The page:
International Women’s Day (8 March 2024) is not only a day to celebrate and empower women, but it recognises the social, economic, cultural, and political achievements of women. It shows how women have grown within society and demonstrates a call to action towards equality.

The theme for this year’s International Women’s Day is Inspire Inclusion. When we inspire others to understand and value women’s inclusion, we build a better environment and when women themselves are inspired to be included, there is a sense of belonging, relevance, and empowerment.

So, how does this relate to PAPYRUS? International Women’s Day not only celebrates the achievements of women worldwide, it also reflects on the challenges and barriers that women still face, including in mental health and suicide prevention. It’s vital that we open up the conversation and ensure women feel included and listened to when talking about their struggles. Keeping the conversation open around suicide prevention could be lifesaving.

According to Mind, research shows that even though men are three times more likely to die by suicide, women are in fact more likely to have suicidal thoughts and attempt suicide. It is important to remember that suicide is a complex issue which will be associated with many different factors, including (but not limited to): mental health conditions, social isolation, discrimination, background, and life experiences.

Perinatal wellbeing and suicide

The perinatal phase plays a significant role in women struggling with suicidal thoughts. This phase lasts from the start of pregnancy all the way through to a year after birth and, according to MBRRACE-UK, suicide is the leading cause of death in women between six weeks to a year post-partum. Women can often feel isolated, anxious, and alone during their pregnancy and especially after the birth of the child, spending time alone during the maternity leave period.

The NCT website  states that women who are on maternity leave and away from the workplace often worry that they will be overlooked by their manager or side-lined by colleagues because they won’t be around. With research showing that women also worry that their replacement will be better for the job or more popular than them in the workplace.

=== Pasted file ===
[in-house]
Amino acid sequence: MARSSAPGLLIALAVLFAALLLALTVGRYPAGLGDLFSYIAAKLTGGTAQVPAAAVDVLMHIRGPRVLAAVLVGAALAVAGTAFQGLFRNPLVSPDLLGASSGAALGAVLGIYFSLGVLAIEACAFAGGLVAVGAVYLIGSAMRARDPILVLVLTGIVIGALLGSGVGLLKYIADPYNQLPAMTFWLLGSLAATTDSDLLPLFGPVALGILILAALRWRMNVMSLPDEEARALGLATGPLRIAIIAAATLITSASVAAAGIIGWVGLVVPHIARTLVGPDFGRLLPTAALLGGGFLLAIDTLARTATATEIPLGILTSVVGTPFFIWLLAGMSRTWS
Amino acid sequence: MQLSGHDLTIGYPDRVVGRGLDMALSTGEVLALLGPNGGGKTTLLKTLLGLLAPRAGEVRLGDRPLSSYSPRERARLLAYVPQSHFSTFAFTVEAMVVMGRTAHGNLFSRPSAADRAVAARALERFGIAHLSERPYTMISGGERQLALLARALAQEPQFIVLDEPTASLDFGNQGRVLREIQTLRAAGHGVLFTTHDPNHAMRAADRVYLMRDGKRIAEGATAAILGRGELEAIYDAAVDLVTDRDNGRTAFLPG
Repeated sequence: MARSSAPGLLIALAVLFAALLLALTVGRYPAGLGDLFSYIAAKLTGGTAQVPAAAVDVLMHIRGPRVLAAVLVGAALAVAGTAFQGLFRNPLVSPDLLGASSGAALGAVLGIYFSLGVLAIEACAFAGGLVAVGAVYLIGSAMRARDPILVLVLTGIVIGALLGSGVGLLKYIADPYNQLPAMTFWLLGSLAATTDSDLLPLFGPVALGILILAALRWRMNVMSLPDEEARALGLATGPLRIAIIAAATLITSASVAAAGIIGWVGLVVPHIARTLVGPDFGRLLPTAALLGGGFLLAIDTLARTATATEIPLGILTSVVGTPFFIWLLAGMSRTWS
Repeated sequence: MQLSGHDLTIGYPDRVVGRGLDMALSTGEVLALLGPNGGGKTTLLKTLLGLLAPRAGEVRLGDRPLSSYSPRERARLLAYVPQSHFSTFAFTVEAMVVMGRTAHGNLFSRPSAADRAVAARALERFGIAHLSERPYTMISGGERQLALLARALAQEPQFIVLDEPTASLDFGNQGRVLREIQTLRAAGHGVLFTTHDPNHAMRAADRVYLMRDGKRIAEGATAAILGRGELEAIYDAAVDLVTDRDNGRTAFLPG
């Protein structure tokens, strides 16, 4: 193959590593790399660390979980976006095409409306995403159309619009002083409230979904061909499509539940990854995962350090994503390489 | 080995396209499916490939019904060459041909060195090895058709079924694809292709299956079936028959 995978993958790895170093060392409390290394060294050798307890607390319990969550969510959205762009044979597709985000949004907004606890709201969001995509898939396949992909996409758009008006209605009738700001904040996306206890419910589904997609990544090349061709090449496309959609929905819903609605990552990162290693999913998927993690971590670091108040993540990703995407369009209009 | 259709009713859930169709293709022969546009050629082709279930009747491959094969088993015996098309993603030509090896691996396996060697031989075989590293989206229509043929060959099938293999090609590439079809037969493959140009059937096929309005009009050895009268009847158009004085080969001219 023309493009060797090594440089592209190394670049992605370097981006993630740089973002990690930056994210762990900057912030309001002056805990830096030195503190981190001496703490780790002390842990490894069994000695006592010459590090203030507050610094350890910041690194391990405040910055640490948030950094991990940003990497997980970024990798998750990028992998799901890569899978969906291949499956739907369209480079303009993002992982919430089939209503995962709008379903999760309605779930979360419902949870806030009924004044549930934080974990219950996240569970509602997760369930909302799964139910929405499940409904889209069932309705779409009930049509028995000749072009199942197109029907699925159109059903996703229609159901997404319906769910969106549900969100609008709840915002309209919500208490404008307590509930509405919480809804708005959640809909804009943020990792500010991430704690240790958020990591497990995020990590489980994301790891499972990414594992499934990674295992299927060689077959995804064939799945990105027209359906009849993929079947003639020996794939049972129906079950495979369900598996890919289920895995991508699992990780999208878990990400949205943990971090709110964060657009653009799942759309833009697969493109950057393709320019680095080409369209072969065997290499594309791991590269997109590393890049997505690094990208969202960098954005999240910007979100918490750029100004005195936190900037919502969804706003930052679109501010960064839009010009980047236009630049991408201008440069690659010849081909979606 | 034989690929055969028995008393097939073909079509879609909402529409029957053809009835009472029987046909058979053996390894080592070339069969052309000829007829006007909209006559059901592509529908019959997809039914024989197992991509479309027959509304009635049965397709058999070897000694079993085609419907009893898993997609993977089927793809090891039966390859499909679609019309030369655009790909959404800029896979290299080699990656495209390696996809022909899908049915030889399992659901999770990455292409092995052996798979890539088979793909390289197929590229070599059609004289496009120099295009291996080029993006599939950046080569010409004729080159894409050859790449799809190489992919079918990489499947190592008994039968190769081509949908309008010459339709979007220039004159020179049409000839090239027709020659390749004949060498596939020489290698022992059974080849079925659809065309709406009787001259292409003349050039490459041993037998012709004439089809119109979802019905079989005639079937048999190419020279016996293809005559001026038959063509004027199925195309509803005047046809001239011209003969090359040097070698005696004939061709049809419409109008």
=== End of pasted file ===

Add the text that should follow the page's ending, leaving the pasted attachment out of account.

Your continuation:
Some women may also be apprehensive that while on maternity leave, they will lose their skills and struggle to get back up to speed when, or if, they return to work. They may also feel anxious that their career progression will suffer if they return to work on reduced hours. Staying in touch with your employer and colleagues is an important way to mitigate some of these concerns; many women use their ‘keeping in touch’ days to reconnect and talk with colleagues and managers to keep in the loop with all things work related so that they remain included within the team.

Gender-based violence and suicide

Another at risk group is women who are affected by gender-based violence. In 2023, Samaritans published a report highlighting that one in four women suffered a form of gender-based violence in their lifetime. Research carried out by the Maternal Mental Health Alliance shows that women who are abused by their partner are three times more likely to make an attempt on their life than those who are not. Women who are subject to gender-based violence often spend time alone and lack being included in friendship groups or with family. This shows the importance of this year’s International Women’s Day theme: Inspire Inclusion.

Discrimination and suicide

Gender based discrimination also plays a huge part in women suffering with mental health illnesses and thoughts of suicide. Comparisons between men and women may obscure increased risk among certain groups – for example, some of the sharpest rises in suicide rates in recent years have been among young women according to Samaritans.

Suicide and thoughts of suicide affect people of all genders, but due to gender discrimination, the way we approach accessing support and advice can be very different and even though women are more likely to report suicidal ideation it is crucial that we work together as a society to have conversations and inspire inclusion where we can.

If you are struggling with thoughts of suicide or you are concerned for someone who may be, our helpline, HOPELINE247, is here to offer free, confidential advice and support.

Call: 0800 068 4141

Text: 88247


We are always open.

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